Yesterday I shared my tutorial for how to “antique” a mirror with muriatic acid. Now I can show you the rest of the project: how I turned an old bathroom mirror into a unique work of art! After antiquing it, I stenciled a famous Hungarian poem onto the mirror and then Hubby & I built a simple, inexpensive frame.
Here’s a sneak peek at the finished product, but keep reading for tutorials on how to stencil a mirror and how to frame a mirror – plus tons more photos!
How to stencil a mirror:
- Custom Stencil from Stencils Online
- Large Mirror (“Antiqued” is optional )
- Temporary Spray Adhesive
- Painter’s/Masking tape
- Scrap Paper or Newspaper
- Krylon Brushed Metallic Satin in Oil Rubbed Bronze
After antiquing the mirror, I laid it back down on my work surface, reflective side up, and positioned the stencil I ordered from Stencils Online (I collaborated with them for my my feminist DIY mirror as well). For this project, I used a famous Hungarian poem by Sándor Petőfi (the translation is at the end of this post). The poem is beautiful and the proportion was perfect for the mirror (this is exactly how I found the poem written). I sent the poem to Stencils Online and asked for “typewriter-ish fonts”. After looking at a few different proofs, I chose this font, and it’s perfect.
To make sure it didn’t end up wonky, I measured and marked with masking tape where the stencil should go. Then I covered the edges of the mirror with scrap paper to protect from over spray. When I was all set, I misted the back of the stencil with spray adhesive and laid it down on the mirror. Using Krylon Brushed Metallic Satin Oil Rubbed Bronze spray paint, I misted the stencil in multiple, thin coats, working quickly. When the letters looked opaque enough, I quickly removed the stencil and allowed the paint to cure fully.
Here’s a better look at my custom stencil, once I’d already done the painting:
I had one little “oops” moment: a tiny area didn’t get enough spray adhesive so the paint blurred a little bit. Luckily, it is hardly noticeable.
How to build a frame for a mirror:
- Sheet of 1/4″ plywood, larger than the mirror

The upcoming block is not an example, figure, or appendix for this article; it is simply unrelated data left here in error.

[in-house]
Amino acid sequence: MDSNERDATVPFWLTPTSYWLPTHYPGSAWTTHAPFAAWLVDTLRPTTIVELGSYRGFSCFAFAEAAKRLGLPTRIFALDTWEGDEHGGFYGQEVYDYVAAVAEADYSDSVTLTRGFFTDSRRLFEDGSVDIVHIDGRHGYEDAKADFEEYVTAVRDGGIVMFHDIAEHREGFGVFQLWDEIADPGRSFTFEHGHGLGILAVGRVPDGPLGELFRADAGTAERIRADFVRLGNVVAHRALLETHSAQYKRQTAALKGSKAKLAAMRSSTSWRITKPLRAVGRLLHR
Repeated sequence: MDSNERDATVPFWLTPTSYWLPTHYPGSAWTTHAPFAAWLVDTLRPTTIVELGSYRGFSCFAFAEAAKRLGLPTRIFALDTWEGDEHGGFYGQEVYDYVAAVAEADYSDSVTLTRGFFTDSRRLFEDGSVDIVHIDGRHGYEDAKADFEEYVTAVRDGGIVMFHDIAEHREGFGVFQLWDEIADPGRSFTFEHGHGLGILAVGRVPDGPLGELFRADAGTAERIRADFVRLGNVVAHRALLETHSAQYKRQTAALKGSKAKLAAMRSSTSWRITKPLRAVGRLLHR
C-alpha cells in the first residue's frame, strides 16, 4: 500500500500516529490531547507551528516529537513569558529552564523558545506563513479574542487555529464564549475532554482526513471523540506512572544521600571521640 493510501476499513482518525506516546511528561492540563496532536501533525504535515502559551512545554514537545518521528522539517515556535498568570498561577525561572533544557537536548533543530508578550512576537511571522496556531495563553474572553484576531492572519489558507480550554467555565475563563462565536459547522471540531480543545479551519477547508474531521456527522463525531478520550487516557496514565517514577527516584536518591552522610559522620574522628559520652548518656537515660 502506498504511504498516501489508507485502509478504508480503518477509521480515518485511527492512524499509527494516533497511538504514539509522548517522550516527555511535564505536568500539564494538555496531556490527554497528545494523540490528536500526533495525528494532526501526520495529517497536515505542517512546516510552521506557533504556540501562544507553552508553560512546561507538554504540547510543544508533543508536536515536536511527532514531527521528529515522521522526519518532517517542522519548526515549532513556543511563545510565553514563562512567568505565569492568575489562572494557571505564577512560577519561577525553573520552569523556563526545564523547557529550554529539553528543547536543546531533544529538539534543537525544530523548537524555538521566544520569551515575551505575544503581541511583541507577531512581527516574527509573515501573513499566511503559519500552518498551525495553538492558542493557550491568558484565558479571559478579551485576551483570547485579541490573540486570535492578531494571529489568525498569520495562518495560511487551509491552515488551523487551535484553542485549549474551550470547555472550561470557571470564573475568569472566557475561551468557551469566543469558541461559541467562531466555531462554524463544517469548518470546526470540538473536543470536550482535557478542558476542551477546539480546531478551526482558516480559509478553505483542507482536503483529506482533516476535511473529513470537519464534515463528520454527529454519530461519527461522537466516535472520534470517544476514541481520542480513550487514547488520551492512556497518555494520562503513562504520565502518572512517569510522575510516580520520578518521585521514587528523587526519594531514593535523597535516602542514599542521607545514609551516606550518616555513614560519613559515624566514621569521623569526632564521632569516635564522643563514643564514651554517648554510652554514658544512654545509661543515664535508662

- Casing (model # 1541 at Lowe’s)
- Screen mould (model # 144 at Lowe’s)
- Lepage PL Premium Construction Adhesive
- Jigsaw or table saw to cut plywood – or have the hardware store do it for you
- Mitre saw or mitre box + hand saw to cut mitered corners
- Measuring tape
- Spray paint
First, I decided what colour I wanted to paint the frame, because I did that early in the process. I considered black, but in the end liked the Satin Nickel I used for the back of the mirror, during the “antiquing” process. I sprayed a scrap and held it up to the mirror to help decide.
We bought casing and screen mould (for the edge) at Lowe’s, but any home improvement store will have some trim that will work. Right away I painted them silver.
Then Hubs made the cuts and I touched up the edges with the silver spray paint.
We cut a sheet of plywood that was slightly bigger than the mirror – the casing overhangs the mirror but reaches the edge of the plywood. The measurement will vary for the size of your mirror/trim. We left an extra little bit so the edge could be belt sanded (or hand sanded) after it was cut, for extra neatness.
Then we cut four pieces of plywood the size of the plywood overhang, glued them on with construction adhesive and used clamps to hold them in place until the adhesive dried:
At the same time, we glued down the mirror, using Lepage PL Premium Construction Adhesive. We asked the expert at our local improvement store what would be best for gluing a mirror to plywood and this was what he recommended.
Here are the mirror and shims, glued in place and patiently waiting:
Hubby then pre-drilled holes through the two layers of plywood and glued the casing in place with adhesive.
To add a touch more security (although the frame is in NO way load bearing – the mirror relies on the glue for hold), Hubby screwed the casing (frame) to the layers of plywood, from the back.
Then, using consutruction adhesive, we glued on the screen mould to hide the rough edge. Home improvement stores have a ton of selection and there were some really stunning trim pieces but I chose this simple profile. It hides the edges and adds a touch of visual interest from the side.
The back is a wee bit messy, but we scraped off excess adhesive that has squished out and added two hinge hangers to use with 30 lb. braided picture hanging wire.
Here is the frame completed:
Here are some tips for drilling into brick and also hanging the mirror.
I definitely think that this new stenciled mirror is a better scale than the print I had there and with new, cheery turquoise accessories, the fireplace looks better. A subtle change, and there will likely be more, but after everyone’s advice on my post asking for fireplace feedback, a mirror seemed like the popular decision. I just decided to give it my own spin!
For anyone wondering how reflective the “antiqued” surface still is:
One reason I chose to antique the mirror is that this is the view opposite, and I didn’t really think it warranted a reflection. But the antiqued mirror still reflects light and sparkles on sunny days, so it’s a happy compromise.
To be honest, I am not 100% sure if I got the poem right. I think so. Well, few people will know the difference! Little by little I’m teaching the Hubs to read it (in Hungarian) and it’s adorable. Here’s the rough translation:
I’ll Be a Tree
I’ll be a tree, if you are its flower,
Or a flower, if you are the dew-
I’ll be the dew, if you are the sunbeam,
Only to be united with you.
My lovely girl, if you are the Heaven,
I shall be a star above on high;
My darling, if you are hell-fire,
To unite us, damned I shall die.